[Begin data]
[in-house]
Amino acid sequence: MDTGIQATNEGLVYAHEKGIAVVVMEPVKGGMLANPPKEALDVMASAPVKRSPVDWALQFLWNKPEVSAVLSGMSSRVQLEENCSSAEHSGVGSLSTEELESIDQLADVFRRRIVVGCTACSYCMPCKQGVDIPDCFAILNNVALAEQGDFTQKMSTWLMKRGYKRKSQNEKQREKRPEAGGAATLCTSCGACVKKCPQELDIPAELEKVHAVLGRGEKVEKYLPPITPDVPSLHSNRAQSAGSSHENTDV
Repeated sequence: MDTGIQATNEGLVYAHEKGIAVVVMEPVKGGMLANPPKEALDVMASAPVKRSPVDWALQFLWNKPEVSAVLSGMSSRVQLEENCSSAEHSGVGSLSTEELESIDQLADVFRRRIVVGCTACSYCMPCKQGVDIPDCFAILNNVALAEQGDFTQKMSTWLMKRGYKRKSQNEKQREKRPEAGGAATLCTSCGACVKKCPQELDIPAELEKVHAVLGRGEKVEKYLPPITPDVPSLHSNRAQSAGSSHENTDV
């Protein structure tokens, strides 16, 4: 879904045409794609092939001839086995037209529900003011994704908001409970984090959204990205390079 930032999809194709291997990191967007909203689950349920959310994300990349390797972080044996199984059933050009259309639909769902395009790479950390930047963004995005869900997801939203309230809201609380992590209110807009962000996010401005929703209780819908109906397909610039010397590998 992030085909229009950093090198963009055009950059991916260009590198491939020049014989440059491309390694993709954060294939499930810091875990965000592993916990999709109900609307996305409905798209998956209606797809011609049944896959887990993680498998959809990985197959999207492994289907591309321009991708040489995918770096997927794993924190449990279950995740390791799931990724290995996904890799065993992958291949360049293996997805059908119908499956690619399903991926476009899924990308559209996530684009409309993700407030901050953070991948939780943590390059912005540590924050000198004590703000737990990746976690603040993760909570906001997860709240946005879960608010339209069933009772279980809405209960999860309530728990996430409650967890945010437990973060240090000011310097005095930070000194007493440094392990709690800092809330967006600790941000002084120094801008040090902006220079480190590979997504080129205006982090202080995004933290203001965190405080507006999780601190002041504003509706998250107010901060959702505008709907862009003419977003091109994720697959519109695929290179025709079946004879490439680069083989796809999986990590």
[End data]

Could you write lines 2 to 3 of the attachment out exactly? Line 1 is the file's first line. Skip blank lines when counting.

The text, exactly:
Amino acid sequence: MDTGIQATNEGLVYAHEKGIAVVVMEPVKGGMLANPPKEALDVMASAPVKRSPVDWALQFLWNKPEVSAVLSGMSSRVQLEENCSSAEHSGVGSLSTEELESIDQLADVFRRRIVVGCTACSYCMPCKQGVDIPDCFAILNNVALAEQGDFTQKMSTWLMKRGYKRKSQNEKQREKRPEAGGAATLCTSCGACVKKCPQELDIPAELEKVHAVLGRGEKVEKYLPPITPDVPSLHSNRAQSAGSSHENTDV
Repeated sequence: MDTGIQATNEGLVYAHEKGIAVVVMEPVKGGMLANPPKEALDVMASAPVKRSPVDWALQFLWNKPEVSAVLSGMSSRVQLEENCSSAEHSGVGSLSTEELESIDQLADVFRRRIVVGCTACSYCMPCKQGVDIPDCFAILNNVALAEQGDFTQKMSTWLMKRGYKRKSQNEKQREKRPEAGGAATLCTSCGACVKKCPQELDIPAELEKVHAVLGRGEKVEKYLPPITPDVPSLHSNRAQSAGSSHENTDV